We associate the word agnostic with a religious belief, but according to Webster’s broader definition, an agnostic is “a person who believes that nothing is known or can be known of anything beyond material phenomena or a person with an orientation of doubt; a doubter.” It definitely has negative connotations, but if we are age agnostic, we might doubt that age is a predictor of our future, and that could be positive belief. I have recently come into contact with a gentleman that has truly inspired me. He seems to have no concept of age, and I believe he is a perfect example of an age agnostic.
Lou (changed his name) lives in Kansas City and he reached out to me because he learned about my work on the Internet (he is very adept with the computer). This man is a healthy, active 90-year-old and appears to be a true age agnostic. In a nutshell he is looking for part-time work. As we emailed back and forth, it became evident that he had bigger goals and the first was additional income. But the expression of his talents and desires amazed me. He said, “I want a more whole and fulfilling life. One piece of this is to find meaningful part-time work. Ideally it would be work with a small business or community service organization where I could use some of my primary skills. These include good organizing and planning and development skills for programs or events, public relations skills and communication abilities. I am curious and like researching the community, Internet or written documents to obtain information or resources to solve a problem. I like variety in my work and am good at multi-tasking. Working with other people is important, and I would like to develop new friendships. I also want to continue my growth in other areas of my life.”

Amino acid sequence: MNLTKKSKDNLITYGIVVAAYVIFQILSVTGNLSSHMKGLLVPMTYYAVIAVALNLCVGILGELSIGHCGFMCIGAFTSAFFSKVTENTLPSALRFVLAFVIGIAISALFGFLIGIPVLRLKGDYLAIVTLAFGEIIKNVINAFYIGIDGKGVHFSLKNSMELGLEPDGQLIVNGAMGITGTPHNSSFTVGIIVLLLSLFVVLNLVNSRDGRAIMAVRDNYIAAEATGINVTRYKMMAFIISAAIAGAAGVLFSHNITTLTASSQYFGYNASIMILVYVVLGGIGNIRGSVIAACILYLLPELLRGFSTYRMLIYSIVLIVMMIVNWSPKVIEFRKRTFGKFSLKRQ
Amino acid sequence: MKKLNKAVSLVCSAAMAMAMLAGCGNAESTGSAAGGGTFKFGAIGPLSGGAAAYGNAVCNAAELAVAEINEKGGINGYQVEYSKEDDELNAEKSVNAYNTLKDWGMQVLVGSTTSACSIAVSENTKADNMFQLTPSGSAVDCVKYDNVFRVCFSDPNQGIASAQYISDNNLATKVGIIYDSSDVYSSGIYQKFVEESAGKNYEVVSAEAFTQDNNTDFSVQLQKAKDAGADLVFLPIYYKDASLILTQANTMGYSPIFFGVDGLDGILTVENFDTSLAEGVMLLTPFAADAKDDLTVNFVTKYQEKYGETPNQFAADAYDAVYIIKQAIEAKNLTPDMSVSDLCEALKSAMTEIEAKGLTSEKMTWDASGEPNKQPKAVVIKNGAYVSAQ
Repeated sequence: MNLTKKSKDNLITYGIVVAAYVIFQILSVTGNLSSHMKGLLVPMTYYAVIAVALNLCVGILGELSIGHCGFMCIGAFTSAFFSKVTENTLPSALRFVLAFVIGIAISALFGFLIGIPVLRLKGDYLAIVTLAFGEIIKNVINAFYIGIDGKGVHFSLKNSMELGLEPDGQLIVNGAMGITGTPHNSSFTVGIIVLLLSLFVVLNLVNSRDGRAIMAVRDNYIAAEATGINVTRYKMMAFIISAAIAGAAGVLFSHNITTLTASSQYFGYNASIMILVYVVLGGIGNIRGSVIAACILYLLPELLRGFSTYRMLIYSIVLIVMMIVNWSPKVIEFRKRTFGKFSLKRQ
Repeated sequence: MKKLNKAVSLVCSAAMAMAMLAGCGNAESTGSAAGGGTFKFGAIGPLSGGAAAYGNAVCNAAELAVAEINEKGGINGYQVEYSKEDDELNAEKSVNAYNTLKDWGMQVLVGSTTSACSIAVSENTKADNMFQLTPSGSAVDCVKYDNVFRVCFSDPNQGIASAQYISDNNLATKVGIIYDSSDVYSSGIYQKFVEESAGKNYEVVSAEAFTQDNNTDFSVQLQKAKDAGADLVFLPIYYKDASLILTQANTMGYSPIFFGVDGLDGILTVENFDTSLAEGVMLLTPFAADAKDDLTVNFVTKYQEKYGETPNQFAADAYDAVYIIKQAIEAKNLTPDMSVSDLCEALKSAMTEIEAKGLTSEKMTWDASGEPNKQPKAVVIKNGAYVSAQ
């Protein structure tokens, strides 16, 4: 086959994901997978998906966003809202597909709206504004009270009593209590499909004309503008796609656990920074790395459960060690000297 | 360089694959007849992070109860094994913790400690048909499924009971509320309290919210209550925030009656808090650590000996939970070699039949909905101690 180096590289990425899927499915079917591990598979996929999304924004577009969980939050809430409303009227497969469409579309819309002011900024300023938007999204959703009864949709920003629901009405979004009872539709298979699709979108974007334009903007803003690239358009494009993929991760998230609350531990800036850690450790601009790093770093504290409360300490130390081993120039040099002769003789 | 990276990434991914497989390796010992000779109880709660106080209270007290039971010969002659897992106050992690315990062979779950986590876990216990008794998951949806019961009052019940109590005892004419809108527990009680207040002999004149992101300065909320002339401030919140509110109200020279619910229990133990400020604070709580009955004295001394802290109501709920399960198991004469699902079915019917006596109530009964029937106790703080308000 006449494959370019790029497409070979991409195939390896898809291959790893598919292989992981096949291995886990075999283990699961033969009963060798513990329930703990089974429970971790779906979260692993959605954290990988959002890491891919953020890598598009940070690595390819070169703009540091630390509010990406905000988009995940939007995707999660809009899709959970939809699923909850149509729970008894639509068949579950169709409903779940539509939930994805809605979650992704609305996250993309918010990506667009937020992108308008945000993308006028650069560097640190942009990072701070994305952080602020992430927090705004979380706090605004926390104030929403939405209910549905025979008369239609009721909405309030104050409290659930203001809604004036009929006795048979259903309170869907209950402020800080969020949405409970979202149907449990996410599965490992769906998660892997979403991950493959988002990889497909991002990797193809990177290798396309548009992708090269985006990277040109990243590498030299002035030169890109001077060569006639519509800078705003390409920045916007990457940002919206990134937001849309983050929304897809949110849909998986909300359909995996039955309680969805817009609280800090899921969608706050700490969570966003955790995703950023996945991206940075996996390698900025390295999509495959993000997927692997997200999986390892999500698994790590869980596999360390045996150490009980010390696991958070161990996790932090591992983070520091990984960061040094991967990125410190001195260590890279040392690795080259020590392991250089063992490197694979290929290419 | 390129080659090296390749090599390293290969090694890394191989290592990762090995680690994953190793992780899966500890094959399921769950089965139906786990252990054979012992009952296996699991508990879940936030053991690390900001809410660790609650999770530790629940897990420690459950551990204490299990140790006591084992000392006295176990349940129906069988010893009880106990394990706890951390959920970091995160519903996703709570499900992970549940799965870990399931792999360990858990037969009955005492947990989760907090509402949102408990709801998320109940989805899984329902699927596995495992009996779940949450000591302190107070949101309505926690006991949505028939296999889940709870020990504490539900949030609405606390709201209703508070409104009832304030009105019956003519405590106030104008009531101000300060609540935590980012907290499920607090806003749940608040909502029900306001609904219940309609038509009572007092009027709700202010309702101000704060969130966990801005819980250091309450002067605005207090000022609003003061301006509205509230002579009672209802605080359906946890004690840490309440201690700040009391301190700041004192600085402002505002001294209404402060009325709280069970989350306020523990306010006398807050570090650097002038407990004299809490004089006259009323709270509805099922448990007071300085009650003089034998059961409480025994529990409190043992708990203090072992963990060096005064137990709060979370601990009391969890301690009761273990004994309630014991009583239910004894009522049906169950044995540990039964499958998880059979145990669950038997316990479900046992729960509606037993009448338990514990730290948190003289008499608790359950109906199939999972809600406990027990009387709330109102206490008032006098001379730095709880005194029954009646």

I kept thinking, surely this man is not 90! This is the résumé of an up and coming millennial. He certainly does not see his age as a limitation of his ability to be productive; age is not a restriction. I want to be an age agnostic like Lou. With his attitude, he’ll probably live to be 120 or more! We live in a world that labels 90 years old as incapable of productivity. I’m looking for ways to support him in his search. If you have ideas, let’s continue the conversation on Facebook at Just Now Old Enough where we celebrate age agnostics!
Connie Mason Michaelis is a lifestyle consultant at www.justnowoldenough.com